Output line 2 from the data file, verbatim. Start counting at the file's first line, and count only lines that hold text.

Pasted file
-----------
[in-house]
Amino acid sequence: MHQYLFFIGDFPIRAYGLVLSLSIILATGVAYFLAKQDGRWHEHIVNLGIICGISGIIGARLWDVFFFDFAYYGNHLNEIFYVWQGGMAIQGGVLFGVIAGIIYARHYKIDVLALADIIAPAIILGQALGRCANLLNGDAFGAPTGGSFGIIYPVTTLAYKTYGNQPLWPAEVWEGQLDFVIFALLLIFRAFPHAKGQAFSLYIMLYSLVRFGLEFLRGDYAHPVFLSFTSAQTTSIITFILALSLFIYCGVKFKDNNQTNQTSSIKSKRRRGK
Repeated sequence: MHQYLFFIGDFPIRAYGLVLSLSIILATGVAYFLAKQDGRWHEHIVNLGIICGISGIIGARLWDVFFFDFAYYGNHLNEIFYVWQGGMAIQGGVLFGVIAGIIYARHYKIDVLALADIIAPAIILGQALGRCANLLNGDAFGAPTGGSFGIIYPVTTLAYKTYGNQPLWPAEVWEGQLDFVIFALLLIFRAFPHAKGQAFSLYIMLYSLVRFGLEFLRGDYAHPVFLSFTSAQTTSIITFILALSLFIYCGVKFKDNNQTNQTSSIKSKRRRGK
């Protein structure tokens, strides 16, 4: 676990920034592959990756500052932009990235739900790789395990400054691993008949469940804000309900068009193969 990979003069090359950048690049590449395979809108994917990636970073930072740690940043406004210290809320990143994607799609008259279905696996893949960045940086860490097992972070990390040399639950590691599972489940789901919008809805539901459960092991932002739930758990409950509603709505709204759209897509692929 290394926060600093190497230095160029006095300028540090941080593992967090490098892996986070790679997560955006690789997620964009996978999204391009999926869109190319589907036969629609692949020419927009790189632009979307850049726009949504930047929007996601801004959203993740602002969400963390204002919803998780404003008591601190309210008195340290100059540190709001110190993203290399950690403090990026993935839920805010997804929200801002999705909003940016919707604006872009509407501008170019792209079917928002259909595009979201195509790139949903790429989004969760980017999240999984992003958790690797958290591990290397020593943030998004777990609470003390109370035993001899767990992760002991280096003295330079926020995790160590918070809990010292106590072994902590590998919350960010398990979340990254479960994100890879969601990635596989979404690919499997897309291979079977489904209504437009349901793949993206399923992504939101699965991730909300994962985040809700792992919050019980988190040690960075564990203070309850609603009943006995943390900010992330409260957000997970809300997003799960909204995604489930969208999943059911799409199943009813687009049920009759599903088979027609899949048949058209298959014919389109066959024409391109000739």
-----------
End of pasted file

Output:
Amino acid sequence: MHQYLFFIGDFPIRAYGLVLSLSIILATGVAYFLAKQDGRWHEHIVNLGIICGISGIIGARLWDVFFFDFAYYGNHLNEIFYVWQGGMAIQGGVLFGVIAGIIYARHYKIDVLALADIIAPAIILGQALGRCANLLNGDAFGAPTGGSFGIIYPVTTLAYKTYGNQPLWPAEVWEGQLDFVIFALLLIFRAFPHAKGQAFSLYIMLYSLVRFGLEFLRGDYAHPVFLSFTSAQTTSIITFILALSLFIYCGVKFKDNNQTNQTSSIKSKRRRGK